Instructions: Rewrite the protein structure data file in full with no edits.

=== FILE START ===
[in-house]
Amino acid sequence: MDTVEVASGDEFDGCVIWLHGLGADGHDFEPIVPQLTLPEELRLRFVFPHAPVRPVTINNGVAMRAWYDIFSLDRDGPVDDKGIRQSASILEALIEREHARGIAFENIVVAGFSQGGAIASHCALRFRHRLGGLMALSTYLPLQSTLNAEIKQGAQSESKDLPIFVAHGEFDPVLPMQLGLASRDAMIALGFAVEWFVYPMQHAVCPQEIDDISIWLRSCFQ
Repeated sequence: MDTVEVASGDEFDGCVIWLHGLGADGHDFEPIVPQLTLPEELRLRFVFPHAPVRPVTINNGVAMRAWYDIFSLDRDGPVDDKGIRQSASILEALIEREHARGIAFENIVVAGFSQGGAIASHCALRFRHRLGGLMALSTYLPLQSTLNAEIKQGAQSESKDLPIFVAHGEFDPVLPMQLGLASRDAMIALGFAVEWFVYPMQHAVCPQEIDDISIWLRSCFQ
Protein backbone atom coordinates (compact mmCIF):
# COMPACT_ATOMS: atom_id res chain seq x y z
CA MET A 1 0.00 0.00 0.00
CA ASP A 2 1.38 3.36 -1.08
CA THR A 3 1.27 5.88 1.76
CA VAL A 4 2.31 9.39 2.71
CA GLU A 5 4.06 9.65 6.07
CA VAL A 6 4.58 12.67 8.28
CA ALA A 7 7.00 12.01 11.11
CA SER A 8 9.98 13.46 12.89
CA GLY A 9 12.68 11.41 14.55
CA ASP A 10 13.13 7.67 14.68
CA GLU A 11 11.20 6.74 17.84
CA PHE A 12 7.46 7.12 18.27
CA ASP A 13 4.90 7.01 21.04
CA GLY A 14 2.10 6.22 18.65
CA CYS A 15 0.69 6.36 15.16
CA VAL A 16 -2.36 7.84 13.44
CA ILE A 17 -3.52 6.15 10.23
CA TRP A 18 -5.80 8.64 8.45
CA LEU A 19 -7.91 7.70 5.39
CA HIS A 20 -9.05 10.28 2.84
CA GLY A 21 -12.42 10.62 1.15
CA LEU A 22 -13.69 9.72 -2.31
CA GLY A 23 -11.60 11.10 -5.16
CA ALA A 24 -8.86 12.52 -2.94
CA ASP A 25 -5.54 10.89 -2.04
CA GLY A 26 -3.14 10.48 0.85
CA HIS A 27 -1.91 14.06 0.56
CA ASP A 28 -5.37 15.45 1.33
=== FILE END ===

[in-house]
Amino acid sequence: MDTVEVASGDEFDGCVIWLHGLGADGHDFEPIVPQLTLPEELRLRFVFPHAPVRPVTINNGVAMRAWYDIFSLDRDGPVDDKGIRQSASILEALIEREHARGIAFENIVVAGFSQGGAIASHCALRFRHRLGGLMALSTYLPLQSTLNAEIKQGAQSESKDLPIFVAHGEFDPVLPMQLGLASRDAMIALGFAVEWFVYPMQHAVCPQEIDDISIWLRSCFQ
Repeated sequence: MDTVEVASGDEFDGCVIWLHGLGADGHDFEPIVPQLTLPEELRLRFVFPHAPVRPVTINNGVAMRAWYDIFSLDRDGPVDDKGIRQSASILEALIEREHARGIAFENIVVAGFSQGGAIASHCALRFRHRLGGLMALSTYLPLQSTLNAEIKQGAQSESKDLPIFVAHGEFDPVLPMQLGLASRDAMIALGFAVEWFVYPMQHAVCPQEIDDISIWLRSCFQ
Protein backbone atom coordinates (compact mmCIF):
# COMPACT_ATOMS: atom_id res chain seq x y z
CA MET A 1 0.00 0.00 0.00
CA ASP A 2 1.38 3.36 -1.08
CA THR A 3 1.27 5.88 1.76
CA VAL A 4 2.31 9.39 2.71
CA GLU A 5 4.06 9.65 6.07
CA VAL A 6 4.58 12.67 8.28
CA ALA A 7 7.00 12.01 11.11
CA SER A 8 9.98 13.46 12.89
CA GLY A 9 12.68 11.41 14.55
CA ASP A 10 13.13 7.67 14.68
CA GLU A 11 11.20 6.74 17.84
CA PHE A 12 7.46 7.12 18.27
CA ASP A 13 4.90 7.01 21.04
CA GLY A 14 2.10 6.22 18.65
CA CYS A 15 0.69 6.36 15.16
CA VAL A 16 -2.36 7.84 13.44
CA ILE A 17 -3.52 6.15 10.23
CA TRP A 18 -5.80 8.64 8.45
CA LEU A 19 -7.91 7.70 5.39
CA HIS A 20 -9.05 10.28 2.84
CA GLY A 21 -12.42 10.62 1.15
CA LEU A 22 -13.69 9.72 -2.31
CA GLY A 23 -11.60 11.10 -5.16
CA ALA A 24 -8.86 12.52 -2.94
CA ASP A 25 -5.54 10.89 -2.04
CA GLY A 26 -3.14 10.48 0.85
CA HIS A 27 -1.91 14.06 0.56
CA ASP A 28 -5.37 15.45 1.33